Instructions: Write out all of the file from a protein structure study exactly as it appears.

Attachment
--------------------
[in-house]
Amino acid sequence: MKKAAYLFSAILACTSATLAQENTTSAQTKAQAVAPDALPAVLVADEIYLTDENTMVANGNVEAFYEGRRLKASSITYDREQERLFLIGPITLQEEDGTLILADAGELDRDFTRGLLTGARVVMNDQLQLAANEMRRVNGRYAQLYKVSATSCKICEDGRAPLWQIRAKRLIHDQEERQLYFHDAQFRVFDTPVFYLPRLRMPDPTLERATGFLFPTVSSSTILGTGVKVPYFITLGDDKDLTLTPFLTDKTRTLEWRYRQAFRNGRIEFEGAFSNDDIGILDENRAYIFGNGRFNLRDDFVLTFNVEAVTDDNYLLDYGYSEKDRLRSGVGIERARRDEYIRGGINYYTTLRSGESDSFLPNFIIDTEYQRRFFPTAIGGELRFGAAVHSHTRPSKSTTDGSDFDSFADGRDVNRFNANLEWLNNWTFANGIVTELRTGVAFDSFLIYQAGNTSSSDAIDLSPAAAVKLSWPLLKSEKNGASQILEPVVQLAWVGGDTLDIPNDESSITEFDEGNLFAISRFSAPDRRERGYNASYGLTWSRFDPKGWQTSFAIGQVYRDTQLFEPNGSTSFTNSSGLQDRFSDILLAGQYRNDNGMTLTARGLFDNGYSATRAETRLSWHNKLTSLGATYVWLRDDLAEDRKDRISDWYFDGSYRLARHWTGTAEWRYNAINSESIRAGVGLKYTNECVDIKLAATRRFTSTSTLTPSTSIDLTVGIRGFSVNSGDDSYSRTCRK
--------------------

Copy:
[in-house]
Amino acid sequence: MKKAAYLFSAILACTSATLAQENTTSAQTKAQAVAPDALPAVLVADEIYLTDENTMVANGNVEAFYEGRRLKASSITYDREQERLFLIGPITLQEEDGTLILADAGELDRDFTRGLLTGARVVMNDQLQLAANEMRRVNGRYAQLYKVSATSCKICEDGRAPLWQIRAKRLIHDQEERQLYFHDAQFRVFDTPVFYLPRLRMPDPTLERATGFLFPTVSSSTILGTGVKVPYFITLGDDKDLTLTPFLTDKTRTLEWRYRQAFRNGRIEFEGAFSNDDIGILDENRAYIFGNGRFNLRDDFVLTFNVEAVTDDNYLLDYGYSEKDRLRSGVGIERARRDEYIRGGINYYTTLRSGESDSFLPNFIIDTEYQRRFFPTAIGGELRFGAAVHSHTRPSKSTTDGSDFDSFADGRDVNRFNANLEWLNNWTFANGIVTELRTGVAFDSFLIYQAGNTSSSDAIDLSPAAAVKLSWPLLKSEKNGASQILEPVVQLAWVGGDTLDIPNDESSITEFDEGNLFAISRFSAPDRRERGYNASYGLTWSRFDPKGWQTSFAIGQVYRDTQLFEPNGSTSFTNSSGLQDRFSDILLAGQYRNDNGMTLTARGLFDNGYSATRAETRLSWHNKLTSLGATYVWLRDDLAEDRKDRISDWYFDGSYRLARHWTGTAEWRYNAINSESIRAGVGLKYTNECVDIKLAATRRFTSTSTLTPSTSIDLTVGIRGFSVNSGDDSYSRTCRK